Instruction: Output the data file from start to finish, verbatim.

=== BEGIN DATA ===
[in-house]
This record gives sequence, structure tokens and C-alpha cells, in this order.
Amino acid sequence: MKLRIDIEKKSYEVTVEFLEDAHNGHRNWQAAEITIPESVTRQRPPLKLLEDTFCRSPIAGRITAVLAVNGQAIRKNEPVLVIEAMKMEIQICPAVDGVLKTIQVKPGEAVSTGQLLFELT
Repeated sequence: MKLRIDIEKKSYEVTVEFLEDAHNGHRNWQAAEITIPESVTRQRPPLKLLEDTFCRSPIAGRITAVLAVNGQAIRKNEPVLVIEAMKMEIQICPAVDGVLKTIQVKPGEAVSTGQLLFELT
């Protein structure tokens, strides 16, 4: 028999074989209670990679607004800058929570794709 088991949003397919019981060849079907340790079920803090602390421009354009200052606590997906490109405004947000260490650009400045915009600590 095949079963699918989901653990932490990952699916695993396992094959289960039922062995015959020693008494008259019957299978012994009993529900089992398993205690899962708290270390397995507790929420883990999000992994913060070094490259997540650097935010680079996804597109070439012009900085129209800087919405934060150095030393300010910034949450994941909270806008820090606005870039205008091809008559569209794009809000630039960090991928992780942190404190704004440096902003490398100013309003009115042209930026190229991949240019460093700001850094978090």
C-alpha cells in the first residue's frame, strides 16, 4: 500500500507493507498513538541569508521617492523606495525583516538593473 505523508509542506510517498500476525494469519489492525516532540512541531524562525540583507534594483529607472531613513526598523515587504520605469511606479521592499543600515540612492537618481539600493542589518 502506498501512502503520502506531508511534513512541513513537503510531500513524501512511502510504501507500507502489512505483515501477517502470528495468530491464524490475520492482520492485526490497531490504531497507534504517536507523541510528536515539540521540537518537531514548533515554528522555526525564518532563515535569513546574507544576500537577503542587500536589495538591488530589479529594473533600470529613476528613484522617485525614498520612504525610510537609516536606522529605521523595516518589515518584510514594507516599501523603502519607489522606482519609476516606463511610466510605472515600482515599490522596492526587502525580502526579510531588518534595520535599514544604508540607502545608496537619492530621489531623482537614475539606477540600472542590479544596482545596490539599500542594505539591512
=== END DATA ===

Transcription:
[in-house]
This record gives sequence, structure tokens and C-alpha cells, in this order.
Amino acid sequence: MKLRIDIEKKSYEVTVEFLEDAHNGHRNWQAAEITIPESVTRQRPPLKLLEDTFCRSPIAGRITAVLAVNGQAIRKNEPVLVIEAMKMEIQICPAVDGVLKTIQVKPGEAVSTGQLLFELT
Repeated sequence: MKLRIDIEKKSYEVTVEFLEDAHNGHRNWQAAEITIPESVTRQRPPLKLLEDTFCRSPIAGRITAVLAVNGQAIRKNEPVLVIEAMKMEIQICPAVDGVLKTIQVKPGEAVSTGQLLFELT
């Protein structure tokens, strides 16, 4: 028999074989209670990679607004800058929570794709 088991949003397919019981060849079907340790079920803090602390421009354009200052606590997906490109405004947000260490650009400045915009600590 095949079963699918989901653990932490990952699916695993396992094959289960039922062995015959020693008494008259019957299978012994009993529900089992398993205690899962708290270390397995507790929420883990999000992994913060070094490259997540650097935010680079996804597109070439012009900085129209800087919405934060150095030393300010910034949450994941909270806008820090606005870039205008091809008559569209794009809000630039960090991928992780942190404190704004440096902003490398100013309003009115042209930026190229991949240019460093700001850094978090």
C-alpha cells in the first residue's frame, strides 16, 4: 500500500507493507498513538541569508521617492523606495525583516538593473 505523508509542506510517498500476525494469519489492525516532540512541531524562525540583507534594483529607472531613513526598523515587504520605469511606479521592499543600515540612492537618481539600493542589518 502506498501512502503520502506531508511534513512541513513537503510531500513524501512511502510504501507500507502489512505483515501477517502470528495468530491464524490475520492482520492485526490497531490504531497507534504517536507523541510528536515539540521540537518537531514548533515554528522555526525564518532563515535569513546574507544576500537577503542587500536589495538591488530589479529594473533600470529613476528613484522617485525614498520612504525610510537609516536606522529605521523595516518589515518584510514594507516599501523603502519607489522606482519609476516606463511610466510605472515600482515599490522596492526587502525580502526579510531588518534595520535599514544604508540607502545608496537619492530621489531623482537614475539606477540600472542590479544596482545596490539599500542594505539591512